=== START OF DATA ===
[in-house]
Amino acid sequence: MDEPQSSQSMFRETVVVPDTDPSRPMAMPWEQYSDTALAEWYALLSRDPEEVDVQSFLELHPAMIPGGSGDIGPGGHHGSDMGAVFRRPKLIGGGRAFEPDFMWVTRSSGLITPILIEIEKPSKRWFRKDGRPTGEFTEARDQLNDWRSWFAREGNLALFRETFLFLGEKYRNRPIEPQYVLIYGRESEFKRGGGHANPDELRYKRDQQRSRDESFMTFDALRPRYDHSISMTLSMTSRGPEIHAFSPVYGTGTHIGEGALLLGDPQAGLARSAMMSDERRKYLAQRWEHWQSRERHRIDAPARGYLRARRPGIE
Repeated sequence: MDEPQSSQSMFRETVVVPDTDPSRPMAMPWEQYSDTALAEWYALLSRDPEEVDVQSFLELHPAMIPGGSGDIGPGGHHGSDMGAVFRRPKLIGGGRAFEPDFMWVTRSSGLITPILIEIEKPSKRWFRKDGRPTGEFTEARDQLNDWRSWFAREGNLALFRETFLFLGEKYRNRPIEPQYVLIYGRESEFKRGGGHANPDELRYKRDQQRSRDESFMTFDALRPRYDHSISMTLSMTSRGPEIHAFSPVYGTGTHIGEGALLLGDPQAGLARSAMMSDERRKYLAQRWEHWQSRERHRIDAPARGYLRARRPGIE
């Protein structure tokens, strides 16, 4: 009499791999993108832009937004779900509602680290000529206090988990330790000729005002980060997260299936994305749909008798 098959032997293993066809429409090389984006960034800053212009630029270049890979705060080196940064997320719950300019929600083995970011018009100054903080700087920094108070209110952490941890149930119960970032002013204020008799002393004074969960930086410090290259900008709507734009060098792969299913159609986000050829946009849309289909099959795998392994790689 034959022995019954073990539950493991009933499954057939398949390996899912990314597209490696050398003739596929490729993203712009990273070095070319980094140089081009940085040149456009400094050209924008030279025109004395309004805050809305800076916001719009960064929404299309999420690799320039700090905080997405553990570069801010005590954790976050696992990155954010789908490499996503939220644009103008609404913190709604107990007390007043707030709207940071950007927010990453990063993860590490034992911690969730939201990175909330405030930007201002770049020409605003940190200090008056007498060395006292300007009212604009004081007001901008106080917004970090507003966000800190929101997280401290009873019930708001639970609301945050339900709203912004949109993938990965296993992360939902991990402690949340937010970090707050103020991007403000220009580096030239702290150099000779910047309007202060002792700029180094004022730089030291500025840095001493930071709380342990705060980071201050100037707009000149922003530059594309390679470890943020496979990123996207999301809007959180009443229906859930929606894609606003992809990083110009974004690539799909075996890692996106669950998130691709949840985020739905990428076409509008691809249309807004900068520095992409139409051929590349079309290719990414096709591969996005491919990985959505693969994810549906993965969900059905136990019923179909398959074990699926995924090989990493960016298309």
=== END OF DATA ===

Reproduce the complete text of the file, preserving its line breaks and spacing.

[in-house]
Amino acid sequence: MDEPQSSQSMFRETVVVPDTDPSRPMAMPWEQYSDTALAEWYALLSRDPEEVDVQSFLELHPAMIPGGSGDIGPGGHHGSDMGAVFRRPKLIGGGRAFEPDFMWVTRSSGLITPILIEIEKPSKRWFRKDGRPTGEFTEARDQLNDWRSWFAREGNLALFRETFLFLGEKYRNRPIEPQYVLIYGRESEFKRGGGHANPDELRYKRDQQRSRDESFMTFDALRPRYDHSISMTLSMTSRGPEIHAFSPVYGTGTHIGEGALLLGDPQAGLARSAMMSDERRKYLAQRWEHWQSRERHRIDAPARGYLRARRPGIE
Repeated sequence: MDEPQSSQSMFRETVVVPDTDPSRPMAMPWEQYSDTALAEWYALLSRDPEEVDVQSFLELHPAMIPGGSGDIGPGGHHGSDMGAVFRRPKLIGGGRAFEPDFMWVTRSSGLITPILIEIEKPSKRWFRKDGRPTGEFTEARDQLNDWRSWFAREGNLALFRETFLFLGEKYRNRPIEPQYVLIYGRESEFKRGGGHANPDELRYKRDQQRSRDESFMTFDALRPRYDHSISMTLSMTSRGPEIHAFSPVYGTGTHIGEGALLLGDPQAGLARSAMMSDERRKYLAQRWEHWQSRERHRIDAPARGYLRARRPGIE
């Protein structure tokens, strides 16, 4: 009499791999993108832009937004779900509602680290000529206090988990330790000729005002980060997260299936994305749909008798 098959032997293993066809429409090389984006960034800053212009630029270049890979705060080196940064997320719950300019929600083995970011018009100054903080700087920094108070209110952490941890149930119960970032002013204020008799002393004074969960930086410090290259900008709507734009060098792969299913159609986000050829946009849309289909099959795998392994790689 034959022995019954073990539950493991009933499954057939398949390996899912990314597209490696050398003739596929490729993203712009990273070095070319980094140089081009940085040149456009400094050209924008030279025109004395309004805050809305800076916001719009960064929404299309999420690799320039700090905080997405553990570069801010005590954790976050696992990155954010789908490499996503939220644009103008609404913190709604107990007390007043707030709207940071950007927010990453990063993860590490034992911690969730939201990175909330405030930007201002770049020409605003940190200090008056007498060395006292300007009212604009004081007001901008106080917004970090507003966000800190929101997280401290009873019930708001639970609301945050339900709203912004949109993938990965296993992360939902991990402690949340937010970090707050103020991007403000220009580096030239702290150099000779910047309007202060002792700029180094004022730089030291500025840095001493930071709380342990705060980071201050100037707009000149922003530059594309390679470890943020496979990123996207999301809007959180009443229906859930929606894609606003992809990083110009974004690539799909075996890692996106669950998130691709949840985020739905990428076409509008691809249309807004900068520095992409139409051929590349079309290719990414096709591969996005491919990985959505693969994810549906993965969900059905136990019923179909398959074990699926995924090989990493960016298309």